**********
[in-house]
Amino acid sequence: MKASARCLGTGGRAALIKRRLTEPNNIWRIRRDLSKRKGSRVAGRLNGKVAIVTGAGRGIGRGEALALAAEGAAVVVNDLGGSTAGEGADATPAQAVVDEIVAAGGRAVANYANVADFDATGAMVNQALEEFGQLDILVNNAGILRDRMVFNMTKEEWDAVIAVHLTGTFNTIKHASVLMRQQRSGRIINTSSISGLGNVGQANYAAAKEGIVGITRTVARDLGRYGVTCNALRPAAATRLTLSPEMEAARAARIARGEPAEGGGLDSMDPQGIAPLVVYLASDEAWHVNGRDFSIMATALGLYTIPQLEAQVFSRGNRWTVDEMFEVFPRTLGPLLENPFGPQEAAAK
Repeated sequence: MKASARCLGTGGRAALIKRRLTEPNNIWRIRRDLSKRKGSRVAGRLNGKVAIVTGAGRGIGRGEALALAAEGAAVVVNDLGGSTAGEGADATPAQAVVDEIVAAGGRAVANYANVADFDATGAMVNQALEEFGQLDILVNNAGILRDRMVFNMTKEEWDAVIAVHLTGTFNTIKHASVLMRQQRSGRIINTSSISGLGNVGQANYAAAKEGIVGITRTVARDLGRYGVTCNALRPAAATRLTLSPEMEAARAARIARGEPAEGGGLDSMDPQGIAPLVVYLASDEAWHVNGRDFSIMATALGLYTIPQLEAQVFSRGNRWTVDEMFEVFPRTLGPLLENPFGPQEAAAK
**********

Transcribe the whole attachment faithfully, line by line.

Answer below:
[in-house]
Amino acid sequence: MKASARCLGTGGRAALIKRRLTEPNNIWRIRRDLSKRKGSRVAGRLNGKVAIVTGAGRGIGRGEALALAAEGAAVVVNDLGGSTAGEGADATPAQAVVDEIVAAGGRAVANYANVADFDATGAMVNQALEEFGQLDILVNNAGILRDRMVFNMTKEEWDAVIAVHLTGTFNTIKHASVLMRQQRSGRIINTSSISGLGNVGQANYAAAKEGIVGITRTVARDLGRYGVTCNALRPAAATRLTLSPEMEAARAARIARGEPAEGGGLDSMDPQGIAPLVVYLASDEAWHVNGRDFSIMATALGLYTIPQLEAQVFSRGNRWTVDEMFEVFPRTLGPLLENPFGPQEAAAK
Repeated sequence: MKASARCLGTGGRAALIKRRLTEPNNIWRIRRDLSKRKGSRVAGRLNGKVAIVTGAGRGIGRGEALALAAEGAAVVVNDLGGSTAGEGADATPAQAVVDEIVAAGGRAVANYANVADFDATGAMVNQALEEFGQLDILVNNAGILRDRMVFNMTKEEWDAVIAVHLTGTFNTIKHASVLMRQQRSGRIINTSSISGLGNVGQANYAAAKEGIVGITRTVARDLGRYGVTCNALRPAAATRLTLSPEMEAARAARIARGEPAEGGGLDSMDPQGIAPLVVYLASDEAWHVNGRDFSIMATALGLYTIPQLEAQVFSRGNRWTVDEMFEVFPRTLGPLLENPFGPQEAAAK